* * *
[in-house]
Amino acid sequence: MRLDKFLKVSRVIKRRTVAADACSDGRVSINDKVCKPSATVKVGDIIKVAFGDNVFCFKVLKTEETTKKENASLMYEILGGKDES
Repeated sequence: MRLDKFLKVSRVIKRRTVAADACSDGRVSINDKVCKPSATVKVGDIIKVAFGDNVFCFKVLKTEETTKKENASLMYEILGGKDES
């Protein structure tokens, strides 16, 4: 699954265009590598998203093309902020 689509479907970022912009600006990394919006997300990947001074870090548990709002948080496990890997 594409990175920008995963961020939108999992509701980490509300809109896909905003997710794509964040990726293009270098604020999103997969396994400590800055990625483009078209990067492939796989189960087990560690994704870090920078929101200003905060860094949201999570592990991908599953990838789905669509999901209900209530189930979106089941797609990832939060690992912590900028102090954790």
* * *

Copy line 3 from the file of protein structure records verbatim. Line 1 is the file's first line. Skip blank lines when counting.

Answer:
Repeated sequence: MRLDKFLKVSRVIKRRTVAADACSDGRVSINDKVCKPSATVKVGDIIKVAFGDNVFCFKVLKTEETTKKENASLMYEILGGKDES